The EU Commission wants to ensure a safe and fair metaverse. Concrete legislative proposals will follow in 2023.
Last week, EU Commission President Ursula von der Leyen presented the priorities for 2023. The letter of intent also announced an “initiative on virtual worlds, such as the metaverse.”
EU Internal Market Commissioner Thierry Breton got a bit more specific in a blog post titled: “People, technologies and infrastructure – Europe’s plan to thrive in the metaverse.”
In it, Breton points out that the EU Commission is not done regulating digital markets and, after passing the Digital Markets Act (DMA) and Digital Services Act (DSA), plans to target the metaverse next.
EU Commission: for security, against monopolies
“We have also learned a lesson from this work: We will not witness a new Wild West or new private monopolies,” Breton writes.
The metaverse creates new public spaces ideally designed according to European values and in which people feel as safe as they do in reality.
“Private metaverses should develop based on interoperable standards and no single private player should hold the key to the public square or set it terms and conditions,” Breton adds. For them to flourish, he said, they must adhere to interoperability standards and be competitive. “Innovators and technologies should be allowed to thrive unhindered.”
Tech firms to help fund EU networks
In the second section, which deals with technology measures, Breton hints at financial support for European companies and introduces a VR and AR industry coalition involving over 40 EU organizations.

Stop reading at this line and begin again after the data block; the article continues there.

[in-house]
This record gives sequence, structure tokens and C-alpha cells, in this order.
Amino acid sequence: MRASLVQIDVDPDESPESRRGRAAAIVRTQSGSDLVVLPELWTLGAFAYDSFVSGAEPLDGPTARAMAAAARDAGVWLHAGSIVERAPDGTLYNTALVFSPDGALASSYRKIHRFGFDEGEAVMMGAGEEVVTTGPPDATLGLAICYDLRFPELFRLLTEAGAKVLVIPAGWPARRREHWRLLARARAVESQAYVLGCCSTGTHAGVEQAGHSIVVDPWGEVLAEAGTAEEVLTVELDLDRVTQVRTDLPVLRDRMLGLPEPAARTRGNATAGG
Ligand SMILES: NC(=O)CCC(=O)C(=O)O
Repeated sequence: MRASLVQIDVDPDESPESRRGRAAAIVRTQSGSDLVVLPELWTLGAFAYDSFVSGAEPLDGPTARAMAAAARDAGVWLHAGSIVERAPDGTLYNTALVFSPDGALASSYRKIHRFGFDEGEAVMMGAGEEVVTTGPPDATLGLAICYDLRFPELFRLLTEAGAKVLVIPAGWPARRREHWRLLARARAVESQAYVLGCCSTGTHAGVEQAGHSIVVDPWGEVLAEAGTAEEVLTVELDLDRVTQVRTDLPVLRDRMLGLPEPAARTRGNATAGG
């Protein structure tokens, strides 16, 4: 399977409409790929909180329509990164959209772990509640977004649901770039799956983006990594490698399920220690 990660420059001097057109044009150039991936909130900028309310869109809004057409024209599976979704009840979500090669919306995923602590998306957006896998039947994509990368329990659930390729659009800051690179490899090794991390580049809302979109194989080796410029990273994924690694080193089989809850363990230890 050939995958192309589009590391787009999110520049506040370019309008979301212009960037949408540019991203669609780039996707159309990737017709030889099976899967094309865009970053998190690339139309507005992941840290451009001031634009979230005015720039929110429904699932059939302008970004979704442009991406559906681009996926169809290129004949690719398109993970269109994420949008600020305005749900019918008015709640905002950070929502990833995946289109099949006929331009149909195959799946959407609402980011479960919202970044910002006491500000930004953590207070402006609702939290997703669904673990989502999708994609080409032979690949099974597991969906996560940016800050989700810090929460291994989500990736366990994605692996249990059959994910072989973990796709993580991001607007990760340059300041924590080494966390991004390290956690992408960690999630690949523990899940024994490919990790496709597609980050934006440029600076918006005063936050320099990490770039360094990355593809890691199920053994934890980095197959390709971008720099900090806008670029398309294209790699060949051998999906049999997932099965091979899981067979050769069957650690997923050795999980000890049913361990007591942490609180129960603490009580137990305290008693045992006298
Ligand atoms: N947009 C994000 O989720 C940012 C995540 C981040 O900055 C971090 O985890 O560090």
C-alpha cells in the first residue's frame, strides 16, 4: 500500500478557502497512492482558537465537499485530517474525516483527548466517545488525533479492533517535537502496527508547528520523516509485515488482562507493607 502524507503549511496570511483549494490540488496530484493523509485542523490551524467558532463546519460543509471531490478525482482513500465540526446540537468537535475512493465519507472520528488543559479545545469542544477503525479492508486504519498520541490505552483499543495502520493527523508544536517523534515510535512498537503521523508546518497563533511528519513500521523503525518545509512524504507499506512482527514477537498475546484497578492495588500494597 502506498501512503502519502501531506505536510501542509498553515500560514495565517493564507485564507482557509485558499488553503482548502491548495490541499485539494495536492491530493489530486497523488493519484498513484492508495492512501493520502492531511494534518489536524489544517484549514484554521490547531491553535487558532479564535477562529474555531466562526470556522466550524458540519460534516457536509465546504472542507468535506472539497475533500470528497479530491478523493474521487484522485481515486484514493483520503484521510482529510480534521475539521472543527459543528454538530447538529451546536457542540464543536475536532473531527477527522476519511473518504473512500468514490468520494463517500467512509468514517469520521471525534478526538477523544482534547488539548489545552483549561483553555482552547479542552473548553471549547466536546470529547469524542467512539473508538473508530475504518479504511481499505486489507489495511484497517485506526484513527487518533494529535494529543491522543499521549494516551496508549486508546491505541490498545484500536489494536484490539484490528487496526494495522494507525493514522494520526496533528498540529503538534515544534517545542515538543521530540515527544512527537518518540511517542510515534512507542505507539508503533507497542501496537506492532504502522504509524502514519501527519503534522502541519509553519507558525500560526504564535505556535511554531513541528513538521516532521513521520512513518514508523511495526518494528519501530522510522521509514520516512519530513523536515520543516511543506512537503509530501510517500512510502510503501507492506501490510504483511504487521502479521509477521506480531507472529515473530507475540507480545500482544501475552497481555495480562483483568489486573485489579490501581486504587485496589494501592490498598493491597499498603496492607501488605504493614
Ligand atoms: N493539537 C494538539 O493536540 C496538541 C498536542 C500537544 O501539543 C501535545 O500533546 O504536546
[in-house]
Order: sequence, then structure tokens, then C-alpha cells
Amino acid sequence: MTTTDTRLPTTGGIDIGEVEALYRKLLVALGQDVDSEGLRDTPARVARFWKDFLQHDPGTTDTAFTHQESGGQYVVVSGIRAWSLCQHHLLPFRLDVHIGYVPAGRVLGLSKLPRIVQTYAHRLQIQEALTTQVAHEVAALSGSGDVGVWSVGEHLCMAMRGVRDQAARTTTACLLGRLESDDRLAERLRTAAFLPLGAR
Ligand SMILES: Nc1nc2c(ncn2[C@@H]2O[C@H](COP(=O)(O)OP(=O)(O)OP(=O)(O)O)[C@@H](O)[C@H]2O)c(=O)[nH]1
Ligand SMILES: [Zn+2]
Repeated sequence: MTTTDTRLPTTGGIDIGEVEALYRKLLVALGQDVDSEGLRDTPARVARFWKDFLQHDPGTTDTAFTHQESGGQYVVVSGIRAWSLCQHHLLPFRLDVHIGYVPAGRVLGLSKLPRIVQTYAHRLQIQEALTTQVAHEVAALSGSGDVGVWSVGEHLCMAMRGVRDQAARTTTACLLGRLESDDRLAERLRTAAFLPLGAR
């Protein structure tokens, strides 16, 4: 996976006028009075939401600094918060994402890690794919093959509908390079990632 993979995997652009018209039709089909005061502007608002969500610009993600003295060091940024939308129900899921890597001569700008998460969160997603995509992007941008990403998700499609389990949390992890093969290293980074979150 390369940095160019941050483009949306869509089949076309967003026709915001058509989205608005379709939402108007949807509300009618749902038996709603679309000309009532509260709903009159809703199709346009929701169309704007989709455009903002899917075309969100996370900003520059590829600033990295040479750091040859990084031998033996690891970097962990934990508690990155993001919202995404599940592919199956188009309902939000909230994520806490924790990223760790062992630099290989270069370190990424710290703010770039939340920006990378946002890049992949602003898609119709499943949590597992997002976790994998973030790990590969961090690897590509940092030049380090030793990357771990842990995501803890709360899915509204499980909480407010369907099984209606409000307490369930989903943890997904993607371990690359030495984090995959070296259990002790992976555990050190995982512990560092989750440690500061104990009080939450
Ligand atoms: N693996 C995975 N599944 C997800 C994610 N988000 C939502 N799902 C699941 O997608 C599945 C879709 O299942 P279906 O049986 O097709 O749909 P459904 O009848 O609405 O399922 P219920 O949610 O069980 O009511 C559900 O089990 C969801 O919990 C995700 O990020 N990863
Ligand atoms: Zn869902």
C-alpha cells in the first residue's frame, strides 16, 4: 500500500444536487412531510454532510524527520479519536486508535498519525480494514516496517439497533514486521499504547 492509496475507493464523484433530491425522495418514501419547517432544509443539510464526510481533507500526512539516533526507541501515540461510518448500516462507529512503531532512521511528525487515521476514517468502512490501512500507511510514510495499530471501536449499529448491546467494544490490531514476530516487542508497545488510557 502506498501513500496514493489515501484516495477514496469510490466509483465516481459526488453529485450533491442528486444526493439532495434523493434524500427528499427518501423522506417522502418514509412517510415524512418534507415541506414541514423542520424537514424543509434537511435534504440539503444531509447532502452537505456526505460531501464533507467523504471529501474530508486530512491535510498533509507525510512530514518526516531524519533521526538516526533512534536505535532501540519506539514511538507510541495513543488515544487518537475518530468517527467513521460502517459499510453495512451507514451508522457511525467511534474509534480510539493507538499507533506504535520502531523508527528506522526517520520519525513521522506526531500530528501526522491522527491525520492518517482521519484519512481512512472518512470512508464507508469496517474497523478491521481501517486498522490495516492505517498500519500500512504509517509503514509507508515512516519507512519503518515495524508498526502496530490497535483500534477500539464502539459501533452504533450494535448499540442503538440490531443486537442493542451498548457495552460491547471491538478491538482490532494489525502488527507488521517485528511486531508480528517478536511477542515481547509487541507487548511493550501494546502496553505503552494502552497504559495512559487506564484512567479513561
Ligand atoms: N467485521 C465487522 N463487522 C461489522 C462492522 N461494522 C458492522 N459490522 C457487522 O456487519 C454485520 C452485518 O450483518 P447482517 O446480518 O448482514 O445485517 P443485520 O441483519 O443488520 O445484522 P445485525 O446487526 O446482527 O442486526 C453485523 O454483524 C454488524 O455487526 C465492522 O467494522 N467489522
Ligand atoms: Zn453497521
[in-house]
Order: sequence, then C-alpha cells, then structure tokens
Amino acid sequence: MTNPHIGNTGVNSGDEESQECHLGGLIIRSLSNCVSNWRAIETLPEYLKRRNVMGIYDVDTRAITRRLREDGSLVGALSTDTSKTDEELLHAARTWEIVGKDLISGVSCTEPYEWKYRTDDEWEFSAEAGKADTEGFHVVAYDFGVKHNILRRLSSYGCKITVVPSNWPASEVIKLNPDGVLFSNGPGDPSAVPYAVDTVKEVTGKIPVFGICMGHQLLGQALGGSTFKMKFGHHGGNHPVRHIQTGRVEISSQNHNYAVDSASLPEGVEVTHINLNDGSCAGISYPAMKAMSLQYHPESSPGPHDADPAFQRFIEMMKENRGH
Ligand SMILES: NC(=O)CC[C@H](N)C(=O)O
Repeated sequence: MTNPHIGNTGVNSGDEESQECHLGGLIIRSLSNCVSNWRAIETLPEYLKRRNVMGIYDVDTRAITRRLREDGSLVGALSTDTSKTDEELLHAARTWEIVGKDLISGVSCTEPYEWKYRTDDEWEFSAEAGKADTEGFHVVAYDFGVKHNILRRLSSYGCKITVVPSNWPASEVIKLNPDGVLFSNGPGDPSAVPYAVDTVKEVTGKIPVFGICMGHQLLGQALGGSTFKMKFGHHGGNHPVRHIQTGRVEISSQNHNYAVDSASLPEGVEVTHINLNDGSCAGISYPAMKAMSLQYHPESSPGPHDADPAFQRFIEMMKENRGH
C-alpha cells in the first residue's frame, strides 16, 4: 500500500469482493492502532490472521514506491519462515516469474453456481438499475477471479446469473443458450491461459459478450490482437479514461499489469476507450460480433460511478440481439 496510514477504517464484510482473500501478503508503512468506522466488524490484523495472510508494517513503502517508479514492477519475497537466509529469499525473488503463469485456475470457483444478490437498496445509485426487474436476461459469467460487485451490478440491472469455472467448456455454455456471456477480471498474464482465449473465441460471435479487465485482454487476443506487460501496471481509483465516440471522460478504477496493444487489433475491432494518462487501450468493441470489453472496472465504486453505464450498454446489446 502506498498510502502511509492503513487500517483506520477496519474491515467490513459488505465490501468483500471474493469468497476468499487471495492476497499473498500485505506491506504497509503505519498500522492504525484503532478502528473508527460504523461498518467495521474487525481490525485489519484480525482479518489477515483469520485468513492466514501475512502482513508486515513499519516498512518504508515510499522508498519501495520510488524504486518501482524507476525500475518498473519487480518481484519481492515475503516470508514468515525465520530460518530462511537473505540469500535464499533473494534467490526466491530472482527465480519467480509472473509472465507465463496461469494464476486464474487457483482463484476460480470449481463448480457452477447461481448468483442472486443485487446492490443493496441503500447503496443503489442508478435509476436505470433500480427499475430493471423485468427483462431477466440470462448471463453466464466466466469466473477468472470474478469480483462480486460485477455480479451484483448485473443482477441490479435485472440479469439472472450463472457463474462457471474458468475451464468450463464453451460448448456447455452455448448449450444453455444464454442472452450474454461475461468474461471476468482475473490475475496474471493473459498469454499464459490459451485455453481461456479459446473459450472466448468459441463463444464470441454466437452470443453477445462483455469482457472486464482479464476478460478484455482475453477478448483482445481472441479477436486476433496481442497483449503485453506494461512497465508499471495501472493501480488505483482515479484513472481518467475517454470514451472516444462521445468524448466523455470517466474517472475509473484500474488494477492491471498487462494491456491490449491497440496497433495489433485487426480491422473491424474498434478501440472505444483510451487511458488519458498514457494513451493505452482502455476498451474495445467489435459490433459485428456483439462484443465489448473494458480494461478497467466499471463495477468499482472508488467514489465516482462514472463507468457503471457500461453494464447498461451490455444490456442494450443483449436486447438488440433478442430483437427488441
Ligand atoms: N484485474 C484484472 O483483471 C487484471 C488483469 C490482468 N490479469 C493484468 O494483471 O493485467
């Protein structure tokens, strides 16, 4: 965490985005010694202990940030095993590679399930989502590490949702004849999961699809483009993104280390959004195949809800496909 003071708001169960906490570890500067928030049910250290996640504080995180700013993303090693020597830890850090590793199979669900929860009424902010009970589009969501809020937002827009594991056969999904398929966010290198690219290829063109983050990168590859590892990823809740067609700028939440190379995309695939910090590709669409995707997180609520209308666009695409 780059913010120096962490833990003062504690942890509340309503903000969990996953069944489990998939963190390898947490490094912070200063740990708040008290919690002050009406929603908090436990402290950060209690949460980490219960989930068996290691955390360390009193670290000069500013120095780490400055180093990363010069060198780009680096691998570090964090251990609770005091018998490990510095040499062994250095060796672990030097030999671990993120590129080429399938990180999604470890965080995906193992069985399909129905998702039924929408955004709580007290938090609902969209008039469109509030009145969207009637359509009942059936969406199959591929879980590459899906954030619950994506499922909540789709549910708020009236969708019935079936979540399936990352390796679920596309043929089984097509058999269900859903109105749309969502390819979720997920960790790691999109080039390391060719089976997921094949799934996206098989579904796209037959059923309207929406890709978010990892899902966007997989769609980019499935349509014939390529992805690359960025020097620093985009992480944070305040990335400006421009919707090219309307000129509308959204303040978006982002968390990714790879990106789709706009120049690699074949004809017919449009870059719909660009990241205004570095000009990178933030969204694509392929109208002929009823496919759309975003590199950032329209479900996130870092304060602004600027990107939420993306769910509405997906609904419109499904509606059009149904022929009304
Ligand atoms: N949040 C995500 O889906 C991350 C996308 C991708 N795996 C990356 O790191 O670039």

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Last but not least, Breton touches on the metaverse infrastructure. The outlined plan is to support the expansion of European networks through a metaverse tax paid by digital world providers.
“The current economic climate sees stagnating rewards for investment and decreesing deployment costsfor pure connectivity infrastructure,” Breton said. “In Europe, all market players benefiting from the digital transformation should make a fair and proportionate contribution to public goods, services and infrastructure that benefits all Europeans.”
Calls for metaverse regulation too early?
The goals and intentions sound sensible. The question will be how to implement them in concrete terms. Forcing companies into an overly tight legal corset could inhibit innovation rather than encourage it.
One example is interoperability standards, on which there is currently no consensus. The industry has only just begun to negotiate standards. This work will take years and it is unsure whether it will be productive. Whether and how the EU Commission can meaningfully contribute to this process is unclear.
The metaverse is in its infancy. Putting a stop to investors and innovators like Meta now could hinder or delay the development of the metaverse.
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